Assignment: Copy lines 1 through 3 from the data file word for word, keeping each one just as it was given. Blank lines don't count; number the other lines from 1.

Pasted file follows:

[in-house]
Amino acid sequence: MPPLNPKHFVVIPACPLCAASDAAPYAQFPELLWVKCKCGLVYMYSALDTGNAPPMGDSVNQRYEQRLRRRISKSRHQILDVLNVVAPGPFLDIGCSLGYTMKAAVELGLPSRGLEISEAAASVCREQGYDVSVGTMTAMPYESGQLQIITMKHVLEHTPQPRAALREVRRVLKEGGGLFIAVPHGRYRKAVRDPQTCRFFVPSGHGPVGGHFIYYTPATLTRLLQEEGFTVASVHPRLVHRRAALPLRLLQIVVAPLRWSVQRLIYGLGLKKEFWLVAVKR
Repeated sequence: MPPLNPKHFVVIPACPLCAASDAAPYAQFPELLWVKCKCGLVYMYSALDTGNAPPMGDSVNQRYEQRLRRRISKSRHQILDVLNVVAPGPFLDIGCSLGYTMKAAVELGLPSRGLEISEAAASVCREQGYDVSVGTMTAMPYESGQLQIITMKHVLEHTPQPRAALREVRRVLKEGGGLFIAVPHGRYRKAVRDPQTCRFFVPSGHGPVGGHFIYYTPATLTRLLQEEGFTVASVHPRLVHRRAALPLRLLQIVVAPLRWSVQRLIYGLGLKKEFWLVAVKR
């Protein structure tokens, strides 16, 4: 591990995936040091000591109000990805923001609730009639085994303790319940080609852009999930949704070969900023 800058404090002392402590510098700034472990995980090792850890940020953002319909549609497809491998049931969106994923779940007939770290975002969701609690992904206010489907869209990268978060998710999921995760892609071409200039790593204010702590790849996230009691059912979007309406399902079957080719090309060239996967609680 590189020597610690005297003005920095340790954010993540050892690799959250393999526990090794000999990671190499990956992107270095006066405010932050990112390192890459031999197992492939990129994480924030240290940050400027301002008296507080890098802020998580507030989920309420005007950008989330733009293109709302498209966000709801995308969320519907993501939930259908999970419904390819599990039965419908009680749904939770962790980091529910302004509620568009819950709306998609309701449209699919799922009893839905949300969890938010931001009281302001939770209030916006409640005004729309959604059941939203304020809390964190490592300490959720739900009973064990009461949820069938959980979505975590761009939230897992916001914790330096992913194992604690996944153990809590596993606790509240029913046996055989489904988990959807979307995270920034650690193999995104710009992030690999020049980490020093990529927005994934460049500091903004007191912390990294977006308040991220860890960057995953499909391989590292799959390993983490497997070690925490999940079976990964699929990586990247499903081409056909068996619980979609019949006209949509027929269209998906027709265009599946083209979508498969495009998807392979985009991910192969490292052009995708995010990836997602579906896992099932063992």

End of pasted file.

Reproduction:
[in-house]
Amino acid sequence: MPPLNPKHFVVIPACPLCAASDAAPYAQFPELLWVKCKCGLVYMYSALDTGNAPPMGDSVNQRYEQRLRRRISKSRHQILDVLNVVAPGPFLDIGCSLGYTMKAAVELGLPSRGLEISEAAASVCREQGYDVSVGTMTAMPYESGQLQIITMKHVLEHTPQPRAALREVRRVLKEGGGLFIAVPHGRYRKAVRDPQTCRFFVPSGHGPVGGHFIYYTPATLTRLLQEEGFTVASVHPRLVHRRAALPLRLLQIVVAPLRWSVQRLIYGLGLKKEFWLVAVKR
Repeated sequence: MPPLNPKHFVVIPACPLCAASDAAPYAQFPELLWVKCKCGLVYMYSALDTGNAPPMGDSVNQRYEQRLRRRISKSRHQILDVLNVVAPGPFLDIGCSLGYTMKAAVELGLPSRGLEISEAAASVCREQGYDVSVGTMTAMPYESGQLQIITMKHVLEHTPQPRAALREVRRVLKEGGGLFIAVPHGRYRKAVRDPQTCRFFVPSGHGPVGGHFIYYTPATLTRLLQEEGFTVASVHPRLVHRRAALPLRLLQIVVAPLRWSVQRLIYGLGLKKEFWLVAVKR